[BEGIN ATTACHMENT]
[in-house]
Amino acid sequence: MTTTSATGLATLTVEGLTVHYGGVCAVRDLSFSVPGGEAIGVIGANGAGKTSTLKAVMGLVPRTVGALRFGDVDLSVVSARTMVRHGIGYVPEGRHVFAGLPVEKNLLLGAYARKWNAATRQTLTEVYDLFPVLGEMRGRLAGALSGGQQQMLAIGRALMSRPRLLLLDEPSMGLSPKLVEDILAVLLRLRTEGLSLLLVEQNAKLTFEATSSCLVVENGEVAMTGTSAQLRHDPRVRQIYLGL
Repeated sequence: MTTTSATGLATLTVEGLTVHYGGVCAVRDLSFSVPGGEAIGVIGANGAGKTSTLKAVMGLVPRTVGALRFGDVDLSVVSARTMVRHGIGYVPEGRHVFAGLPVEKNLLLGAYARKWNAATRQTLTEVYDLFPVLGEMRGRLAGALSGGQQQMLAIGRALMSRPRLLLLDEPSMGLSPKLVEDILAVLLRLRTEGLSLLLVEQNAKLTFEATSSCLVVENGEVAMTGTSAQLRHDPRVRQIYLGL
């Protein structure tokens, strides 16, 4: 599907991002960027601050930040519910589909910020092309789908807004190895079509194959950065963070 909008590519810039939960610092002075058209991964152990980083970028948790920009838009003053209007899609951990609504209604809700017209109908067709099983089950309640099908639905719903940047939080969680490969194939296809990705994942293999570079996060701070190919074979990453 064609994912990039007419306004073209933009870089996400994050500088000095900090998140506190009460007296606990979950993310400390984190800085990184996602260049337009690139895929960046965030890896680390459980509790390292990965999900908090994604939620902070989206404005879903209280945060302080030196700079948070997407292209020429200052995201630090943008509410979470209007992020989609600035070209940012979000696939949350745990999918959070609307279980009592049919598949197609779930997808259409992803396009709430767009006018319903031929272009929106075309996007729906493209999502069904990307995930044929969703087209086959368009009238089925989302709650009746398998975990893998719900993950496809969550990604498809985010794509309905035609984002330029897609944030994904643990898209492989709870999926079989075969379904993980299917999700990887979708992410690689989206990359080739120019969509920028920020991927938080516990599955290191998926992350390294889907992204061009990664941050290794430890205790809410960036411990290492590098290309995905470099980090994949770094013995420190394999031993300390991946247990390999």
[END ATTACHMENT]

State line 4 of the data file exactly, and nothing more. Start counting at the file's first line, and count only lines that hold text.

């Protein structure tokens, strides 16, 4: 599907991002960027601050930040519910589909910020092309789908807004190895079509194959950065963070 909008590519810039939960610092002075058209991964152990980083970028948790920009838009003053209007899609951990609504209604809700017209109908067709099983089950309640099908639905719903940047939080969680490969194939296809990705994942293999570079996060701070190919074979990453 064609994912990039007419306004073209933009870089996400994050500088000095900090998140506190009460007296606990979950993310400390984190800085990184996602260049337009690139895929960046965030890896680390459980509790390292990965999900908090994604939620902070989206404005879903209280945060302080030196700079948070997407292209020429200052995201630090943008509410979470209007992020989609600035070209940012979000696939949350745990999918959070609307279980009592049919598949197609779930997808259409992803396009709430767009006018319903031929272009929106075309996007729906493209999502069904990307995930044929969703087209086959368009009238089925989302709650009746398998975990893998719900993950496809969550990604498809985010794509309905035609984002330029897609944030994904643990898209492989709870999926079989075969379904993980299917999700990887979708992410690689989206990359080739120019969509920028920020991927938080516990599955290191998926992350390294889907992204061009990664941050290794430890205790809410960036411990290492590098290309995905470099980090994949770094013995420190394999031993300390991946247990390999």